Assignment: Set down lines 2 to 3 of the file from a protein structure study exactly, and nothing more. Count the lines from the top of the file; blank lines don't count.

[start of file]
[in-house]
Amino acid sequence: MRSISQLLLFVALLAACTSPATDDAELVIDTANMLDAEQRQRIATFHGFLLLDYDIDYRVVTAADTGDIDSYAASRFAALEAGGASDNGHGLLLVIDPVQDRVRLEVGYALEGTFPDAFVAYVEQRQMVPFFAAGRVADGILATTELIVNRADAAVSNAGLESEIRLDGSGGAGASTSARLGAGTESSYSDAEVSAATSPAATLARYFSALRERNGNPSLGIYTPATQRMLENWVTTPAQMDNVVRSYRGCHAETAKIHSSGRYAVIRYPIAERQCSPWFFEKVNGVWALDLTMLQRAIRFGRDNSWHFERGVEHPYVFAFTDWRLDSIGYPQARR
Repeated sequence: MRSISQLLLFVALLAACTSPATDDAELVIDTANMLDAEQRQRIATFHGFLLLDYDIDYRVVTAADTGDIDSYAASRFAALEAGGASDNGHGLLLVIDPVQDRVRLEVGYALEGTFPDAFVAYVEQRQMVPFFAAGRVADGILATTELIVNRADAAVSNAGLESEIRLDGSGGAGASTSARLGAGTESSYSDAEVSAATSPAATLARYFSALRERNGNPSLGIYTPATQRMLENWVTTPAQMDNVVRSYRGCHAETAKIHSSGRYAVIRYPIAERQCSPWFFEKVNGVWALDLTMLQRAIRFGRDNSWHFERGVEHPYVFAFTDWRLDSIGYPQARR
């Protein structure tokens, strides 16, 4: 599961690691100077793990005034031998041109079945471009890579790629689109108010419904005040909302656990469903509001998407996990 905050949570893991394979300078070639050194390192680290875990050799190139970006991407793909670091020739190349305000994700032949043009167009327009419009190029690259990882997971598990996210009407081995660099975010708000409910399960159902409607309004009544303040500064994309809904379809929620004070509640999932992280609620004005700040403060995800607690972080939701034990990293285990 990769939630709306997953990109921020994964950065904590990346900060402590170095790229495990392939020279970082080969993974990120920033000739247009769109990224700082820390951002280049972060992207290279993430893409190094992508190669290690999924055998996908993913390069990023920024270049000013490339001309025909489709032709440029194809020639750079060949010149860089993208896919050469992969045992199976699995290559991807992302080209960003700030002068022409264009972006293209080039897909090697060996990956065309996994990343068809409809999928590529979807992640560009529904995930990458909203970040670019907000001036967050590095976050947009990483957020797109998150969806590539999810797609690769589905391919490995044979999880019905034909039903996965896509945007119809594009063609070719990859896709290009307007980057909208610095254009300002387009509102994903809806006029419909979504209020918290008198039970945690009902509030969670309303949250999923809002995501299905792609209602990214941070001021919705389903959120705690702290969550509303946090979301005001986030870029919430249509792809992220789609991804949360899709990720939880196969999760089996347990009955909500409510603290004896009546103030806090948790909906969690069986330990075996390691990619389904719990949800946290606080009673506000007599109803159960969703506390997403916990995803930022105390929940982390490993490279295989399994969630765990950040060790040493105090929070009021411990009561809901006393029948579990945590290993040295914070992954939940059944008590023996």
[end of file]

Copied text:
Amino acid sequence: MRSISQLLLFVALLAACTSPATDDAELVIDTANMLDAEQRQRIATFHGFLLLDYDIDYRVVTAADTGDIDSYAASRFAALEAGGASDNGHGLLLVIDPVQDRVRLEVGYALEGTFPDAFVAYVEQRQMVPFFAAGRVADGILATTELIVNRADAAVSNAGLESEIRLDGSGGAGASTSARLGAGTESSYSDAEVSAATSPAATLARYFSALRERNGNPSLGIYTPATQRMLENWVTTPAQMDNVVRSYRGCHAETAKIHSSGRYAVIRYPIAERQCSPWFFEKVNGVWALDLTMLQRAIRFGRDNSWHFERGVEHPYVFAFTDWRLDSIGYPQARR
Repeated sequence: MRSISQLLLFVALLAACTSPATDDAELVIDTANMLDAEQRQRIATFHGFLLLDYDIDYRVVTAADTGDIDSYAASRFAALEAGGASDNGHGLLLVIDPVQDRVRLEVGYALEGTFPDAFVAYVEQRQMVPFFAAGRVADGILATTELIVNRADAAVSNAGLESEIRLDGSGGAGASTSARLGAGTESSYSDAEVSAATSPAATLARYFSALRERNGNPSLGIYTPATQRMLENWVTTPAQMDNVVRSYRGCHAETAKIHSSGRYAVIRYPIAERQCSPWFFEKVNGVWALDLTMLQRAIRFGRDNSWHFERGVEHPYVFAFTDWRLDSIGYPQARR